Gränsfors Bruks: Still Hand Forging Axes in High Tech Gadget Age
A big part of my life is building. I moved into my own hand-built cob house two summers ago, and currently I’m building a timber frame kitchen, and planning for a another house. I pursue natural building, using local and recycled materials, and with that, using traditional techniques. This includes the use of hand tools. One of my goals is to pursue building with as little power tool and high tech gadget influence as possible — give me a good hand saw, chisels, axes, and I’m much happier.
In this day and age of high tech gadgets and tools, you might be surprised to learn there are tool manufacturers still using traditional techniques to make their products, too. Gränsfors Bruks, a Swedish axe company, is one of them. They have recently inspired me with their counter-intuitive business model, and of course, their very stunning hand forged axes and hatchets. Amazing!
Hand Forging Tools Today
Gränsfors Bruks is one of very few companies in Sweden still using traditional hand forging techniques to create their axes and hatchets. Under the motto, “an axe becomes as good as its smith,” they take their work very seriously, and employ a number of skilled blacksmiths to hand forge their complete line of tools. Most axe companies these days do no such thing, and axe heads are machine made, often overseas, and as a result, they severely lack in quality when compared to a hand forged tool.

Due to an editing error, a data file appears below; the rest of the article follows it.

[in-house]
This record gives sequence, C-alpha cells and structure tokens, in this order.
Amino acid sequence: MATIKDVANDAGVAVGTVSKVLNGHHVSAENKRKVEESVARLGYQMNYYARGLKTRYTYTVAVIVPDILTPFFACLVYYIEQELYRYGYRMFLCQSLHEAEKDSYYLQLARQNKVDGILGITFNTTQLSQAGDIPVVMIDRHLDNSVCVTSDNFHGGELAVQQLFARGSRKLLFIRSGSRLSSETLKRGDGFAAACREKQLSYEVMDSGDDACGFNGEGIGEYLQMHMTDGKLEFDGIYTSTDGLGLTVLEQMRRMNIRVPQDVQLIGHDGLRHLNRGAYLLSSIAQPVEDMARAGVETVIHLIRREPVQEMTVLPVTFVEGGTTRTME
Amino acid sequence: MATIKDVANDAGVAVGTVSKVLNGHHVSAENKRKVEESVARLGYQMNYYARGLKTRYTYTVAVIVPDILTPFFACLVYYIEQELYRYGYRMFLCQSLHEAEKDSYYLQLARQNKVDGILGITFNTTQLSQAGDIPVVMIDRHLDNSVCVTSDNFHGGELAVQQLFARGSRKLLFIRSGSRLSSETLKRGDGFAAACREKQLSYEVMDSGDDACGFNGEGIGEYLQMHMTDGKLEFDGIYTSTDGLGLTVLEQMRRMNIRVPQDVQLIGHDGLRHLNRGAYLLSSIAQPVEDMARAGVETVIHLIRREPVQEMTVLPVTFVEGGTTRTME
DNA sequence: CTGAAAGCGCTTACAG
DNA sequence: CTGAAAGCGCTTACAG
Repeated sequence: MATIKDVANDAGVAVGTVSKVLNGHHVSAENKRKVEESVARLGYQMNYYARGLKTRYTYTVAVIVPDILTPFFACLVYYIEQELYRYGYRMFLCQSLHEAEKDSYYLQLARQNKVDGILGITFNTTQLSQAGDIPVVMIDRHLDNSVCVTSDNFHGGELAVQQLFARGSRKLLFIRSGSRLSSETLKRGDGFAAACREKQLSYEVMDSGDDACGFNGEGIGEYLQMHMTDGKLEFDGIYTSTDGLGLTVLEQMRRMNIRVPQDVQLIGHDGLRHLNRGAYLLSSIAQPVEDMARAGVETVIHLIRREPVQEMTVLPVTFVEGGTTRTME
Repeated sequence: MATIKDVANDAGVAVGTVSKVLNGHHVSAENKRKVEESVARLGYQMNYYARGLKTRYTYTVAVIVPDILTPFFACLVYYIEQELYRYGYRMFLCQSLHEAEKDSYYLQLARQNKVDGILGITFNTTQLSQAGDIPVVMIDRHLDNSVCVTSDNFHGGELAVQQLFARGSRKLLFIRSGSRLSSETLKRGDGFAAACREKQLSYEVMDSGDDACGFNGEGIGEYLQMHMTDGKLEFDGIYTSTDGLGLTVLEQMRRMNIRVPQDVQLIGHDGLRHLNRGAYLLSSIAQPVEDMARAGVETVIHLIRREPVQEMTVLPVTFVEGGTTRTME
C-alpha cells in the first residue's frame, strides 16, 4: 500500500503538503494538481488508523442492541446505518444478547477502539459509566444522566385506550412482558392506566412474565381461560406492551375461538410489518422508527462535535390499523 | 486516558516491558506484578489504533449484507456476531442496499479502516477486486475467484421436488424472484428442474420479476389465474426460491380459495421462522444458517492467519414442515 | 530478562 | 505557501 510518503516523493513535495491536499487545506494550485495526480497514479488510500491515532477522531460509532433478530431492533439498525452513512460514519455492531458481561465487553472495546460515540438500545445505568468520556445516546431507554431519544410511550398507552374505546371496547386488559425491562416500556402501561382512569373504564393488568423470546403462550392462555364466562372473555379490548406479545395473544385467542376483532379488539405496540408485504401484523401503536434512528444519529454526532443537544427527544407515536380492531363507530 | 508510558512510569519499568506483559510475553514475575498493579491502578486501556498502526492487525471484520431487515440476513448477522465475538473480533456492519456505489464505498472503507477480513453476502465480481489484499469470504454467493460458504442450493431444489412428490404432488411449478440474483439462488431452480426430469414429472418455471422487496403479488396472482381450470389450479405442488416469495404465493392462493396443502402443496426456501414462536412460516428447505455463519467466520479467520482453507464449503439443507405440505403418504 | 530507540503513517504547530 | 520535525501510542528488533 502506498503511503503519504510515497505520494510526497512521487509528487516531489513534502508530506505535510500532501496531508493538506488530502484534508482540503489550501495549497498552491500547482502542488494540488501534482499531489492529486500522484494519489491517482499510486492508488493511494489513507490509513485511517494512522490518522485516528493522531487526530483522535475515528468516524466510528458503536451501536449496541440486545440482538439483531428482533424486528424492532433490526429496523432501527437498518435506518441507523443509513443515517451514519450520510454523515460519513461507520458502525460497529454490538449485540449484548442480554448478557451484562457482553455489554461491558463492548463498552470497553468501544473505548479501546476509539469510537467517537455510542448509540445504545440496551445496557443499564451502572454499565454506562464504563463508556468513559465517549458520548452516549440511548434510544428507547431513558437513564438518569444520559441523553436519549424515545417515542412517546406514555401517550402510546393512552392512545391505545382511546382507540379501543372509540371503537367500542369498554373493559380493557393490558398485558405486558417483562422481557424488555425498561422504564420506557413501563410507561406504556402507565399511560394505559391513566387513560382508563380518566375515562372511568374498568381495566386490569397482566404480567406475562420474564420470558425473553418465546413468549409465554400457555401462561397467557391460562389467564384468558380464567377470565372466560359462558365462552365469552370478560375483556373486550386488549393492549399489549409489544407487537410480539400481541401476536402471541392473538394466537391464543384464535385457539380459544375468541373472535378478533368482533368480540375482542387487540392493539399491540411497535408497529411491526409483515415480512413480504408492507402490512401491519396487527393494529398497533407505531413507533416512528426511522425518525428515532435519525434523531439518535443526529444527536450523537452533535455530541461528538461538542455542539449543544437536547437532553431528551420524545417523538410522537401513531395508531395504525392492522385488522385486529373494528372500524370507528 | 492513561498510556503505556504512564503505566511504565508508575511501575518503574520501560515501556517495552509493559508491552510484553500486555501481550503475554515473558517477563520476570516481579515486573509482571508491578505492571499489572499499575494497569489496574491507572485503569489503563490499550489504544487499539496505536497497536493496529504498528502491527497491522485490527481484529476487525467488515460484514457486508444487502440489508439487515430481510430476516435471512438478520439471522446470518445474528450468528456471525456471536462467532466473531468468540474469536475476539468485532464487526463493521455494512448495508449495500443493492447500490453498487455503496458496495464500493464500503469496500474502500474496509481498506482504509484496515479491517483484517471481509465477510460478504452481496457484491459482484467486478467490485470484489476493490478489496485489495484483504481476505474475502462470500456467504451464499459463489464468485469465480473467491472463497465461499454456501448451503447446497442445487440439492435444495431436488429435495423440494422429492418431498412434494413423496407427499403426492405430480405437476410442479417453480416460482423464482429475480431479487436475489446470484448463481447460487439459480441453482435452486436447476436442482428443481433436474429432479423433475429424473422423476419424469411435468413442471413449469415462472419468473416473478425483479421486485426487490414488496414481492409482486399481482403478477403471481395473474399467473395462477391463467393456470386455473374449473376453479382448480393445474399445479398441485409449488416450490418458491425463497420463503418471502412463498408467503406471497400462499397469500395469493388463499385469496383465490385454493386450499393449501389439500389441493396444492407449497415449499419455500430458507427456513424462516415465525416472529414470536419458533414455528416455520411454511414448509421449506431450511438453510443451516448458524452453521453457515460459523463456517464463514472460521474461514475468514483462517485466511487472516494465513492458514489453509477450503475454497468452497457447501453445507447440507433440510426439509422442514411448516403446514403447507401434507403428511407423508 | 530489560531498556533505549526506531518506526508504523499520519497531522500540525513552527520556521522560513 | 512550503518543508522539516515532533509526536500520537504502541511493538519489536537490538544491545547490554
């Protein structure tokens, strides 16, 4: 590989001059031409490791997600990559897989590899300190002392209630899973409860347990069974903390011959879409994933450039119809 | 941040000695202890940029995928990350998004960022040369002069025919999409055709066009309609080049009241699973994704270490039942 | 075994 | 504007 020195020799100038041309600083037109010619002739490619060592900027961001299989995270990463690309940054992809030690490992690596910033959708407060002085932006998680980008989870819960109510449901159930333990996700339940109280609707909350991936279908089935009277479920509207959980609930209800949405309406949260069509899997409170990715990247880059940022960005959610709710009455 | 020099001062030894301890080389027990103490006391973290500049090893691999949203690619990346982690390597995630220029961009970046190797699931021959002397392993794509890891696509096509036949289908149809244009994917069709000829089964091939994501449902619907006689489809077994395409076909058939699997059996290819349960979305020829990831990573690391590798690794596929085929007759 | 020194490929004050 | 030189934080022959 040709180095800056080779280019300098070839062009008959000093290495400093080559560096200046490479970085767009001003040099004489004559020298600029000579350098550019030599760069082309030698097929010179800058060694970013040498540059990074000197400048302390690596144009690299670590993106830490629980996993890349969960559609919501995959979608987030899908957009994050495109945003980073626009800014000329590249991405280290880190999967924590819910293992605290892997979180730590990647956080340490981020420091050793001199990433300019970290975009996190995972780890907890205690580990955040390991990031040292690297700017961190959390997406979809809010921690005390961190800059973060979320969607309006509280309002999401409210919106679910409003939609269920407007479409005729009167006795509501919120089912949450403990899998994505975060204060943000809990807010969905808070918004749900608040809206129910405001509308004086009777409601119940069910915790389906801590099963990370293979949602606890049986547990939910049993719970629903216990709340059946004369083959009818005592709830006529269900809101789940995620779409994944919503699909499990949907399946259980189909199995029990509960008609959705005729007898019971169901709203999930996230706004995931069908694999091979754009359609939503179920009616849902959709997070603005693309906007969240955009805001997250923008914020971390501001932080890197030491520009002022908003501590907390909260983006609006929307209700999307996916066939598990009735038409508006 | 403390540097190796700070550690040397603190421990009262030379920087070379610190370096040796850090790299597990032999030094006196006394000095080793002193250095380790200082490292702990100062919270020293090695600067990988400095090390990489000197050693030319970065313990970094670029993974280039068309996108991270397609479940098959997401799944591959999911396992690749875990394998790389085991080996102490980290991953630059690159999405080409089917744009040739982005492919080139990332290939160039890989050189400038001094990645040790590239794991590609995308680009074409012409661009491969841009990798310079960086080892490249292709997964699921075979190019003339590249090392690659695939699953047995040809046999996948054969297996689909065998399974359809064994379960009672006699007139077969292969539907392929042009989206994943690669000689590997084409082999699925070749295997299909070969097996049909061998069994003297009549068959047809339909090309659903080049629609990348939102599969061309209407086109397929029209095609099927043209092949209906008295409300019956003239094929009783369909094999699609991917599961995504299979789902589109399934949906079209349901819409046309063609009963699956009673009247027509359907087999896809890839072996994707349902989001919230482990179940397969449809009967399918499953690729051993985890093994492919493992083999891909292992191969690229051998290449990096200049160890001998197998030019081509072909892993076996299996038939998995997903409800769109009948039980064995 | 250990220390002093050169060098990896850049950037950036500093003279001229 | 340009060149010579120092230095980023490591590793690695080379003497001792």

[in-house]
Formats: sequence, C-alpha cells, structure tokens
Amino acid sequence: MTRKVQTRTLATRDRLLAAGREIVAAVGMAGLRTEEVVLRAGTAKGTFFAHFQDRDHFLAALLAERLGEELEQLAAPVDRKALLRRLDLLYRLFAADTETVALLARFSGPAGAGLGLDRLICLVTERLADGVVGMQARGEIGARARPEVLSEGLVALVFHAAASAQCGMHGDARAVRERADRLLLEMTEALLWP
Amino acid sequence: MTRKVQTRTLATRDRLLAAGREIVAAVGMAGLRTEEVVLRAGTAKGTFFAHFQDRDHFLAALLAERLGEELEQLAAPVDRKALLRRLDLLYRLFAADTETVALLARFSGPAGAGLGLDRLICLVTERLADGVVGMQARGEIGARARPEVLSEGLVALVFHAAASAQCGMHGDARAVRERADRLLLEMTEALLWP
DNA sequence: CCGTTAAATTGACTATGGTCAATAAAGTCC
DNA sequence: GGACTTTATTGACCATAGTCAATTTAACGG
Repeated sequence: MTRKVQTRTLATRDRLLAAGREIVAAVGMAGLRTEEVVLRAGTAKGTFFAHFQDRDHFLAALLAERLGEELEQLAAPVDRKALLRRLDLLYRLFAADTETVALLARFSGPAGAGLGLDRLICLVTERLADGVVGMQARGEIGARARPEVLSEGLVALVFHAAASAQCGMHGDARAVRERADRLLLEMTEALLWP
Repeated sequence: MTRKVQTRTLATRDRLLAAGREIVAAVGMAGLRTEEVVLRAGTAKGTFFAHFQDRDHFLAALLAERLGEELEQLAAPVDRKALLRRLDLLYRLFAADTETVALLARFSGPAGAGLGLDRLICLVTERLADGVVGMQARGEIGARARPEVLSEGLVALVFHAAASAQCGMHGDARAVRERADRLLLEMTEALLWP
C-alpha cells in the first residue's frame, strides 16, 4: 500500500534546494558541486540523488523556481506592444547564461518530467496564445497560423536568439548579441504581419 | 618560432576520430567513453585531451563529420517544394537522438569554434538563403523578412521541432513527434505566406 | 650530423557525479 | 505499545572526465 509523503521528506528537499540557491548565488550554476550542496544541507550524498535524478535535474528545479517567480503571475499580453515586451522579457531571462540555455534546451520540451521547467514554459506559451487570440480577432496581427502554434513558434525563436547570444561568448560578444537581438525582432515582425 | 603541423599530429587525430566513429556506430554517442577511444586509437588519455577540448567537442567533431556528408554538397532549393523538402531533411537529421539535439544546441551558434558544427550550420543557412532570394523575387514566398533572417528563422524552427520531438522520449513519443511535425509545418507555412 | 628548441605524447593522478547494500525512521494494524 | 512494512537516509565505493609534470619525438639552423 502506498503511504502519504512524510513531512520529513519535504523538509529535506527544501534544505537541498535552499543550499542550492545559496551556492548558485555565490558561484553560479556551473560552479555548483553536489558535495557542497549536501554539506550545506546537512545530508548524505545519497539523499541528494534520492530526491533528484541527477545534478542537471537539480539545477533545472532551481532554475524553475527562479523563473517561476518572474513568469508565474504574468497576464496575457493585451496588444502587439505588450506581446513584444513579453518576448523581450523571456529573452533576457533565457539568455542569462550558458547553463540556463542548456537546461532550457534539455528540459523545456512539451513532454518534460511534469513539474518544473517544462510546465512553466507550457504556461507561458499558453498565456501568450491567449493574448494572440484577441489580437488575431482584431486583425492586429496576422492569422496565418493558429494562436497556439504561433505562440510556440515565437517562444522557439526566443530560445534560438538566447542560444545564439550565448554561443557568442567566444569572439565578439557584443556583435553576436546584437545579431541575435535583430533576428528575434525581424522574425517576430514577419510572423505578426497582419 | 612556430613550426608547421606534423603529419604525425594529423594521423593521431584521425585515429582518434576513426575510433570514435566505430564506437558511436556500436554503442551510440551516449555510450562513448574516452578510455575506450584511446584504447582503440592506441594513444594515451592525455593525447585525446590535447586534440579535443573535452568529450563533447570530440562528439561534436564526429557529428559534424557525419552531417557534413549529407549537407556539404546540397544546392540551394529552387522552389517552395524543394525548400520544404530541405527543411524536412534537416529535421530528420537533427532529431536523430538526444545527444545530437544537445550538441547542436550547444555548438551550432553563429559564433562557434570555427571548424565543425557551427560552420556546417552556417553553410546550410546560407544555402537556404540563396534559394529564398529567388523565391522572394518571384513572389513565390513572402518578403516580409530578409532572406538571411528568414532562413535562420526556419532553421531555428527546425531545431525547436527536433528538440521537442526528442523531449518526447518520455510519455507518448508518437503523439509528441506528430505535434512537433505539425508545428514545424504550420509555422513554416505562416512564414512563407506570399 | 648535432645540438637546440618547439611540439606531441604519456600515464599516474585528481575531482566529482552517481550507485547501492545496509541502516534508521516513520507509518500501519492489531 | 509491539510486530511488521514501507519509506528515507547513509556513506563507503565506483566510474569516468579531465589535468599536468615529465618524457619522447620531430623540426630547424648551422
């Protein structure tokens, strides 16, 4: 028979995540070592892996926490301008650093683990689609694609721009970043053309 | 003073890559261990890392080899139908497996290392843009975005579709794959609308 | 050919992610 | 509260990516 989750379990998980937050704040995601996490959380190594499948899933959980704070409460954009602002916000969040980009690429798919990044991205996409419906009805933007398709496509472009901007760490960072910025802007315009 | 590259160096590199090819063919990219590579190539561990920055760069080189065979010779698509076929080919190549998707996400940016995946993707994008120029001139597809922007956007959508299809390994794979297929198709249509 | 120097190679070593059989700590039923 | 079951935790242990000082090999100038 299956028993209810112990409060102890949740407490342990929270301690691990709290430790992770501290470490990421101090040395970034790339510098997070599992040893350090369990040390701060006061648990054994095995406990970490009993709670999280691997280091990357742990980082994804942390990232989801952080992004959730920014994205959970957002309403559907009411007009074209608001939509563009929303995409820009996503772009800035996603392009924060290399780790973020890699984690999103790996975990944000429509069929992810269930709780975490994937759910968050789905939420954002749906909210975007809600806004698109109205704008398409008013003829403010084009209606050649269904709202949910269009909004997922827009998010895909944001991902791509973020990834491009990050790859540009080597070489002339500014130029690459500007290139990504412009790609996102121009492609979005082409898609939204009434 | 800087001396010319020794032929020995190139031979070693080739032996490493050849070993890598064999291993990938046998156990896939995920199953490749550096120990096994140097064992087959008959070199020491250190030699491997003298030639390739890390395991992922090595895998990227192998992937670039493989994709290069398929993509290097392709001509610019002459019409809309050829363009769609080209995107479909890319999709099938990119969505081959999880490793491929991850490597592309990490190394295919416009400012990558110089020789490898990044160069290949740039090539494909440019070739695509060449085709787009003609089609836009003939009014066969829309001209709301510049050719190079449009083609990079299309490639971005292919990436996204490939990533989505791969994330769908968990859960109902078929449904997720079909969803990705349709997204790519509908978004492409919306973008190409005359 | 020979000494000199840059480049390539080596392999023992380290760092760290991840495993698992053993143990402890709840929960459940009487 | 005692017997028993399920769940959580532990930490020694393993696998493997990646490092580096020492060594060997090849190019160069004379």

What does hand forging an axe look like in this modern age? Check out this video inside the Gränsfors Bruks company that I recently stumbled upon:
The History of Gränsfors Bruks
The history of this company is fascinating, and very worth mentioning here, too. The owner of Gränsfors Bruks, Gabriel Branby, transformed the company from a bankrupt, mass production-style axe manufacturer, to a small scale, high quality shop with skilled smiths that hand forge their products with the utmost care and attention. In this age of “quick and cheap is better” kind of culture, and mass production of products, Branby took a step backwards and did just the opposite, and because of that, his company is now successful. If that isn’t inspiring, I don’t know what is. It gives me great hope for hand crafts and small scale, sustainable economic models. Here’s another video with Branby and the story of his company. It’s a bit long, but I recommend it to people interested in hand tool craft and production, and sustainable economics.
p.s. Want to learn how to build your own natural home with old fashioned hand tools? Check out these opportunities: a 2012 timber frame workshop, and straw bale workshops at Dancing Rabbit Ecovillage in Missouri.